Michael Flatley – Irish Jigger Extraordinaire
Wanderlust: Nothing new to report, sadly. It’s a dream of mine to go to a film festival, though, and I might be close to making that happen. Fingers crossed!
Workouts: Because of the sickness, all I managed were Gatorade curls and sleep. I will say, though, that the sleep was glorious. Also, my older son is a blue belt in karate right now and I get a “kick” out of watching him practice!
Spiritual: Lots of talk about magic going on in our house this week, thanks to the Harry Potter books and Hogwarts at Universal Studios. My son and I had an interesting discussion about magic, in which he stated he didn’t realize that “real” magic existed. “Of course it does!”, I told him, hand to chest in faux dramatic fashion. I let him know the secret, as I understand it: The less a person believes in magic, the less one sees it. The more a person believes in magic, the more he or she will be able to recognize it in the world around him. He was delighted in this truth, and I was delighted to share it with him.
Dreams: Animals! I’ve had dreams about baby pandas and an avalanche of black sheep this week. I am SURE they mean something but also sure that I probably don’t want to know.
Photographing: Lots of screen shots of quotes this week. I’ve been kinda grumpy and stressed, so I keep things to help me remember nice thoughts and encouraging words.
Movies and TV: I’ve been waiting to write this portion of the blog all week! Rumor has it (and rumor actually confirmed by Vanity Fair ) that the original cast of The Karate Kid will be reuniting for a TV special! Words cannot express (at least, not any words in my limited vocabulary) the elation I experienced when I heard his news. For many reasons these films (ahem, the originals only) hold a special place in my heart. Of course, there will be a gigantic Pat Morita – sized hole in the special, but I’m hopeful that his character will be treated with honor and respect. Ralph Macchio is by all accounts quite a nice guy, and I hope this is a hit for him and Billy Zabka. I will definitely be watching!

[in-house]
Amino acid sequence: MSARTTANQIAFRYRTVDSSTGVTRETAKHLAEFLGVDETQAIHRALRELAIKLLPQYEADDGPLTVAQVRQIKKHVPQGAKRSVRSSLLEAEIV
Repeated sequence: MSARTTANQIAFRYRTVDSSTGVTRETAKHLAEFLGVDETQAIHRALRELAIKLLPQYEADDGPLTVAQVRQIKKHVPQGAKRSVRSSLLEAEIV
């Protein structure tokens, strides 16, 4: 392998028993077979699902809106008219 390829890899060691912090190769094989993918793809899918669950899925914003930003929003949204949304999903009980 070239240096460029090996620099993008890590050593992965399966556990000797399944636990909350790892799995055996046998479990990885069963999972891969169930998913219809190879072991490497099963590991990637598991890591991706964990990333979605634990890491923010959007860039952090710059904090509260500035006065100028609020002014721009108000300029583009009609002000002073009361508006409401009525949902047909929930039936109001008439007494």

Library: Harry Potter and the Sorcerer’s Stone. Seriously, I’m only 2 pages in. This week I’m taking sabbatical from work (don’t worry, they know about it) so I will try and sink my teeth in and share with you guys if I catch feelings. Or start speaking Parseltongue.
Tech: Words With Friends, mis amigos. I’ve been challenged this week by friends, former English teachers, and total strangers. I’ve won, I’ve lost, I’ve pitched my fists into the air in frustration. It’s a great way to keep the mind sharp, or to get upset about how dull your mind is. It’s one or the other. Also, check out the Robin Hood App. It’s a FREE stock trading app, and it is quite user-friendly. Aptly named after the legendary outlaw who “robbed from the rich to give to the poor”, this app promises to help the “little guy” who isn’t educated on trading to build his portfolio. Does it work? I have no idea. Right now they have a promotion going and if you sign up RIGHT OVER HERE you will receive one free share of mystery stock. You can also receive free stock for any person who signs up using your link. Free stock is free money, so go get some!
One last serious note: Rest in Peace, dear Robin Williams. It’s been three years already. Your life touched me. Your death shook me. Your legacy inspires me. **If you or someone you know is struggling with depression or considering suicide, please get help. You are not alone and you are worth fighting for. You are unrepeatable. There is a magic inside you that is all your own. (D.M.Dellinger)
National Suicide Prevention Lifeline Magnet
My favorite picture of this brilliant, kind spirit